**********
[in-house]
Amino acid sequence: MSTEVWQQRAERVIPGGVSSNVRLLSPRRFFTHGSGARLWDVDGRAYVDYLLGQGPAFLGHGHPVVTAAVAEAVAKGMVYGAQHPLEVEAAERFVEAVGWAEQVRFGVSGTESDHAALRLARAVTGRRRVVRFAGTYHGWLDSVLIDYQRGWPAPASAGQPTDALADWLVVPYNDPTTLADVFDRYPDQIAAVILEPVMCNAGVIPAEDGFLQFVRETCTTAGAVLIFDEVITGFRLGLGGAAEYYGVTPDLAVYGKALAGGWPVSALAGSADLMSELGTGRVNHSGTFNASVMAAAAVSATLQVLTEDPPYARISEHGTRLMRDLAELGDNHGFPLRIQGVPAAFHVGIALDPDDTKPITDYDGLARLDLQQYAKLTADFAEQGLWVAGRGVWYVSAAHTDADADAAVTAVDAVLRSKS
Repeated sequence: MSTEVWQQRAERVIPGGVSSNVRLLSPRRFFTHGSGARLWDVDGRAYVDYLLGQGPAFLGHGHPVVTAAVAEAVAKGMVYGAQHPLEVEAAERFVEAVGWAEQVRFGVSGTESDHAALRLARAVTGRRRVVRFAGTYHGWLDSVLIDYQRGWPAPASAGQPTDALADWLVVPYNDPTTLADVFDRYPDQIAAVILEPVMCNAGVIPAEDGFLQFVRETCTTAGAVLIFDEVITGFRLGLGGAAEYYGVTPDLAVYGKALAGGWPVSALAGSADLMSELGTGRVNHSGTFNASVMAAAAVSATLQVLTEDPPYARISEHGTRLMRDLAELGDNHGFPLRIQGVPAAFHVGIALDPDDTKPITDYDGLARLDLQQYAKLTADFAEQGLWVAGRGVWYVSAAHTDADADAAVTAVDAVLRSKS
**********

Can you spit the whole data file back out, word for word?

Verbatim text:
[in-house]
Amino acid sequence: MSTEVWQQRAERVIPGGVSSNVRLLSPRRFFTHGSGARLWDVDGRAYVDYLLGQGPAFLGHGHPVVTAAVAEAVAKGMVYGAQHPLEVEAAERFVEAVGWAEQVRFGVSGTESDHAALRLARAVTGRRRVVRFAGTYHGWLDSVLIDYQRGWPAPASAGQPTDALADWLVVPYNDPTTLADVFDRYPDQIAAVILEPVMCNAGVIPAEDGFLQFVRETCTTAGAVLIFDEVITGFRLGLGGAAEYYGVTPDLAVYGKALAGGWPVSALAGSADLMSELGTGRVNHSGTFNASVMAAAAVSATLQVLTEDPPYARISEHGTRLMRDLAELGDNHGFPLRIQGVPAAFHVGIALDPDDTKPITDYDGLARLDLQQYAKLTADFAEQGLWVAGRGVWYVSAAHTDADADAAVTAVDAVLRSKS
Repeated sequence: MSTEVWQQRAERVIPGGVSSNVRLLSPRRFFTHGSGARLWDVDGRAYVDYLLGQGPAFLGHGHPVVTAAVAEAVAKGMVYGAQHPLEVEAAERFVEAVGWAEQVRFGVSGTESDHAALRLARAVTGRRRVVRFAGTYHGWLDSVLIDYQRGWPAPASAGQPTDALADWLVVPYNDPTTLADVFDRYPDQIAAVILEPVMCNAGVIPAEDGFLQFVRETCTTAGAVLIFDEVITGFRLGLGGAAEYYGVTPDLAVYGKALAGGWPVSALAGSADLMSELGTGRVNHSGTFNASVMAAAAVSATLQVLTEDPPYARISEHGTRLMRDLAELGDNHGFPLRIQGVPAAFHVGIALDPDDTKPITDYDGLARLDLQQYAKLTADFAEQGLWVAGRGVWYVSAAHTDADADAAVTAVDAVLRSKS